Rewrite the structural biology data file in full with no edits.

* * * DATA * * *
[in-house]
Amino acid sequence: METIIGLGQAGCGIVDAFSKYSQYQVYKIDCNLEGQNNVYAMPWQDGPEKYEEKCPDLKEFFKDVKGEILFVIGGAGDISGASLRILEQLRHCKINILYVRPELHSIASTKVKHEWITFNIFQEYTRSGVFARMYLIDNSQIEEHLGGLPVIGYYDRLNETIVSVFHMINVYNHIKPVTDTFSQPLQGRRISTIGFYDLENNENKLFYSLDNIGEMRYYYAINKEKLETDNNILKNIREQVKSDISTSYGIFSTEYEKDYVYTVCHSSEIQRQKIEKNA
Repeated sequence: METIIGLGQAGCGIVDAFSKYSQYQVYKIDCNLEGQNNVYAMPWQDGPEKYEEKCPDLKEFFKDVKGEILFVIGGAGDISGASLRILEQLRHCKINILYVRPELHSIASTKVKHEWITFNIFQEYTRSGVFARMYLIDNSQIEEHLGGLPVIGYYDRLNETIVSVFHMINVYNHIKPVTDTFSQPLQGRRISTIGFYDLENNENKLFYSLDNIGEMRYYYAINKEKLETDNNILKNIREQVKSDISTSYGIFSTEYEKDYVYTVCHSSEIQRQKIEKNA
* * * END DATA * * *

[in-house]
Amino acid sequence: METIIGLGQAGCGIVDAFSKYSQYQVYKIDCNLEGQNNVYAMPWQDGPEKYEEKCPDLKEFFKDVKGEILFVIGGAGDISGASLRILEQLRHCKINILYVRPELHSIASTKVKHEWITFNIFQEYTRSGVFARMYLIDNSQIEEHLGGLPVIGYYDRLNETIVSVFHMINVYNHIKPVTDTFSQPLQGRRISTIGFYDLENNENKLFYSLDNIGEMRYYYAINKEKLETDNNILKNIREQVKSDISTSYGIFSTEYEKDYVYTVCHSSEIQRQKIEKNA
Repeated sequence: METIIGLGQAGCGIVDAFSKYSQYQVYKIDCNLEGQNNVYAMPWQDGPEKYEEKCPDLKEFFKDVKGEILFVIGGAGDISGASLRILEQLRHCKINILYVRPELHSIASTKVKHEWITFNIFQEYTRSGVFARMYLIDNSQIEEHLGGLPVIGYYDRLNETIVSVFHMINVYNHIKPVTDTFSQPLQGRRISTIGFYDLENNENKLFYSLDNIGEMRYYYAINKEKLETDNNILKNIREQVKSDISTSYGIFSTEYEKDYVYTVCHSSEIQRQKIEKNA